Skip to main content

Cold goes south. The emergence of refrigeration technologies in the European South. The case of Greece (late 19th-20th centuries)

Final Report Summary - COLDGR (Cold goes south. The emergence of refrigeration technologies in the European South. The case of Greece (late 19th-20th centuries).)

The overall aim of this research project was to examine the appropriation of industrial and domestic refrigeration technologies in Greece from the late 19th century until the end of the 20th century, focusing especially on the period after the Second World War. During the late 1950s the electric refrigerator was gradually transformed from a luxury commodity to a mass-market product. This was also translated into major changes in the habits of eating (through the organisation of agriculture, the meat and fish industry), the organisation of family life, women’s everyday life, home architecture and the use of appliances.
The project focused on a historical account of the development of the Cold Chain in Greece between the 1920s and the 2000s in order to place industrial and domestic refrigeration in context. Emphasis was placed on the frozen fish industry and the refrigeration of agricultural products. The research was based on books written by some of the main actors of the Greek Cold Chain, articles from financial and other specialized journals, and technical reports prepared in view of the country’s integration in the EEC in the late 1960s. Furthermore, the project paid special attention to the period between 1950 and1970, which was a period characterized not only by the development of the Cold Chain, but also by the gradual diffusion of domestic electric refrigerators in the Greek urban household. Research was based on material drawn from the periodical press, cookbooks and books on nutrition, which gave evidence of both marketing strategies and consumers’ behaviour.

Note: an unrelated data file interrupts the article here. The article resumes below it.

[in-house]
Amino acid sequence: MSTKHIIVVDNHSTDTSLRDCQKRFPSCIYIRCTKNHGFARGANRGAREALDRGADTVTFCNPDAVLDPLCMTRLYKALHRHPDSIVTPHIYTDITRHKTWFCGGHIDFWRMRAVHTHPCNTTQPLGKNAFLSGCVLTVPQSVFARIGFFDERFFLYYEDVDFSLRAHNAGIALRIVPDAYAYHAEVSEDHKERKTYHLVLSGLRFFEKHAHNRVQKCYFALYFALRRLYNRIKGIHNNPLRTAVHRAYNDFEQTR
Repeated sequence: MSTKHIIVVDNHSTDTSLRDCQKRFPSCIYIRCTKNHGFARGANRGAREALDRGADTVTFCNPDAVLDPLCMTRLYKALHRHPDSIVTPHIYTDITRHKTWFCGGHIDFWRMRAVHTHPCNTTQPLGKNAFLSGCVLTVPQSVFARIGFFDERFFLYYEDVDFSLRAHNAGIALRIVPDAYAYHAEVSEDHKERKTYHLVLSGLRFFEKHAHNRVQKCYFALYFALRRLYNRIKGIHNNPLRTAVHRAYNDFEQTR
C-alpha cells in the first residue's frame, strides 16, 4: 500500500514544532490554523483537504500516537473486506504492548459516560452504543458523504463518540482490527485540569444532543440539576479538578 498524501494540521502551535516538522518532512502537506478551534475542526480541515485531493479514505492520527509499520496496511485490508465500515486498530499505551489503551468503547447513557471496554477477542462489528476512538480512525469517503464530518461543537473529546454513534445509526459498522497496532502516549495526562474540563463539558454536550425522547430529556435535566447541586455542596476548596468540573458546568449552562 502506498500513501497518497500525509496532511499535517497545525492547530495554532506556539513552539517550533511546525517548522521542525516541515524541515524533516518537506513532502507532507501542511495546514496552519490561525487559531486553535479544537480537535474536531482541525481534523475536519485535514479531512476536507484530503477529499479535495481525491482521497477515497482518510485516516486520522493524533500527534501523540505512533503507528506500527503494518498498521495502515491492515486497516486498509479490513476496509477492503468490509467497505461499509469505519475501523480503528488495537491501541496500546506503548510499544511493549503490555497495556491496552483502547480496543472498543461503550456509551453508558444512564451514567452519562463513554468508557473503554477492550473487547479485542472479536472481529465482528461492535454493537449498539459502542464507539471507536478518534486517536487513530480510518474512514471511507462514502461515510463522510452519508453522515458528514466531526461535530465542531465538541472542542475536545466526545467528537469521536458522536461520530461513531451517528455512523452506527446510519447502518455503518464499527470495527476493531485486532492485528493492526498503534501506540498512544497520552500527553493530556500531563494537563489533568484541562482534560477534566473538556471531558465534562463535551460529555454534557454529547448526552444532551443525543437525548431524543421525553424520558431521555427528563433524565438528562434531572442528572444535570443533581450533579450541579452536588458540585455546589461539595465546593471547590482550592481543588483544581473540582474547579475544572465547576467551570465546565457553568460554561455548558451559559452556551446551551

The expansion of mechanical refrigeration in Greece went hand in hand with the industrialization of the country throughout the 20th century, the development of its critical infrastructures, such as energy networks, road and railway networks and the emergence of new actors such as technicians and their associations devoted to the maintenance and service of refrigerating machines, but also groups of actors dedicated to the promotion of domestic appliances, such as the Home Economists. The project focused on the role of Home Economists as one of the mediating actors between consumers and producers from the late 19th to the mid-20th centuries. Sometimes speaking on behalf of housewives, other times on behalf of the corporations or the governmental bodies that hired them, Home Economists claimed expertise on domains that had to do (among other things) with nutrition and the food industry. In the case of Greece, refrigerator companies used women in order to complement salesmen in their effort to promote electric domestic appliances. The Greek housewife had to be convinced of the ‘superiority’ of electrical over gas appliances, and this was achieved through house-to-house demonstrations and cooking courses.